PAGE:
Friday, January 29, 2021

Local Group Pushes to Decriminalize ‘Magic Mushrooms’

Posted By on Fri, Jan 29, 2021 at 1:03 PM

click to enlarge PSILO/FACEBOOK
  • Psilo/Facebook

Psilocybin mushrooms, sometimes called magic mushrooms, have achieved “breakthrough therapy” status from the federal government as a depression treatment, and a local group is working to decriminalize the drug in Memphis.

Memphis-based Psilo issued a petition last month in an effort to convince Memphis City Council members to pass a resolution “to decriminalize the possession of psilocybin-containing mushrooms and begin a psilocybin task force.”

In 2018, the U.S. Food and Drug Administration (FDA) gave psilocybin its formal “breakthrough therapy” designation for the possible treatment of major depressive disorder (MDD). The process intends to speed the development and review of drugs for serious conditions that show big improvements over drugs now available.

However, psilocybin is still a Schedule I drug in the U.S., alongside heroin and peyote, and, as such, is considered a higher risk than opioids and meth. The Drug Enforcement Administration (DEA) says Schedule I drugs have no medical use and are highly addictive.

For mushrooms, the DEA says they can cause panic, “psychotic-like” episodes, and the inability to discern fantasy from reality. In the long term, the DEA says mushrooms can cause psychosis and even death. For all of this, possession of mushrooms in Tennessee can earn a prison sentence from two years to life.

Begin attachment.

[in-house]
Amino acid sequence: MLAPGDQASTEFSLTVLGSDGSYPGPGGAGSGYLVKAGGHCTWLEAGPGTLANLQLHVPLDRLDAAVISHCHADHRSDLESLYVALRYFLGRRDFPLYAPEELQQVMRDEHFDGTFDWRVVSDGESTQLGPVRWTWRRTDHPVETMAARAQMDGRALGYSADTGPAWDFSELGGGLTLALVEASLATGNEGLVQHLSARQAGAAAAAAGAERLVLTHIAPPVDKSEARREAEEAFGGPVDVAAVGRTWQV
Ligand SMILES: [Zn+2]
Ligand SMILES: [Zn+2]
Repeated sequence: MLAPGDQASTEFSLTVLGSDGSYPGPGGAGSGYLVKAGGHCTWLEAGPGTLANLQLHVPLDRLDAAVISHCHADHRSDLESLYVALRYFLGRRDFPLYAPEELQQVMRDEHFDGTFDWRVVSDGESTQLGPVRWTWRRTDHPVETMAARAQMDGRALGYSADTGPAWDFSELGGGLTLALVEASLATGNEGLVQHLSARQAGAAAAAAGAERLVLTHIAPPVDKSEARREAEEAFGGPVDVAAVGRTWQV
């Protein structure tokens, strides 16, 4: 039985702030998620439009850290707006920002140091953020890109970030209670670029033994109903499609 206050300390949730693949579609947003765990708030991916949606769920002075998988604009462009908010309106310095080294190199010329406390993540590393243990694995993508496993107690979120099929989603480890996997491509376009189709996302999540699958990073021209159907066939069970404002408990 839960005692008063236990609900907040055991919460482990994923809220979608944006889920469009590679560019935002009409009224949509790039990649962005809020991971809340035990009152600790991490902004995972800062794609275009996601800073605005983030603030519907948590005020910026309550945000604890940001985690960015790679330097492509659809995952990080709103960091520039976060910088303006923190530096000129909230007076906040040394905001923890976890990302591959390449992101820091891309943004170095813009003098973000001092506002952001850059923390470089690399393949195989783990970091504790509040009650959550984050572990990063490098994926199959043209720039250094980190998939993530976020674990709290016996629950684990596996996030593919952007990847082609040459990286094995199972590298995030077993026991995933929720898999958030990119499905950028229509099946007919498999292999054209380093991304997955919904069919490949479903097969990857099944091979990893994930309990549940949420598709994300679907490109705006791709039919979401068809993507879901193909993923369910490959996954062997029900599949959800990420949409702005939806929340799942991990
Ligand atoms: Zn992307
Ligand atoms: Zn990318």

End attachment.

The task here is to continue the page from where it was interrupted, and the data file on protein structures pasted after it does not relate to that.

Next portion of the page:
Carlos Ochoa, executive director of Psilo, said psilocybin is found naturally and can be found in 20 miles of any direction from Shelby County. He fears FDA approval of psilocybin, though, may push costs of the drugs out of reach for many, and gathering your own could still come with jail time.

“Only the wealthy will be able to afford this medicine unless Memphians do what’s right,” Ochoa said on the Psilo website. “Psilocybin-assisted psychotherapy will cost patients [thousands of dollars] with synthetic psilocybin. Meanwhile, possession of psilocybin-containing mushrooms will still be considered a felony, which could lead to fines and prison time.”

Globally, psilocybin laws are a patchwork, legal in places like Jamaica, the Netherlands, and Brazil but illegal in Australia, Canada, and South Africa. A number of cities across the U.S. have recently decriminalized psilocybin, including Denver, Santa Cruz, and in Somerville, Massachusetts, a Boston suburb, just earlier this month.

The resolution passed in Somerville says “entheogenic plants,” like magic mushrooms can treat ailments like substance abuse, depression, and post-traumatic stress syndrome (PTSD). Decriminalization there is hoped to fight against the rise of opioid overdose deaths. It’s also hoped to calm the “War on Drugs,” which has “led to the unnecessary penalization, arrest, and incarceration of vulnerable people, particularly people of color and people of limited financial means.”

Still, changing the minds of lawmakers, especially conservative Tennessee state lawmakers, could be a tall order. Cannabis reform has tried and failed before the Tennessee General Assembly for years. Lawmakers there trumped a city council resolution in 2019 to decriminalize cannabis possession here.

However, Ochoa takes the cannabis and psilocybin movements separately, especially given the serious clinical attention given to mushrooms at the moment. For him, the time to act is now, and the place to act is Memphis.

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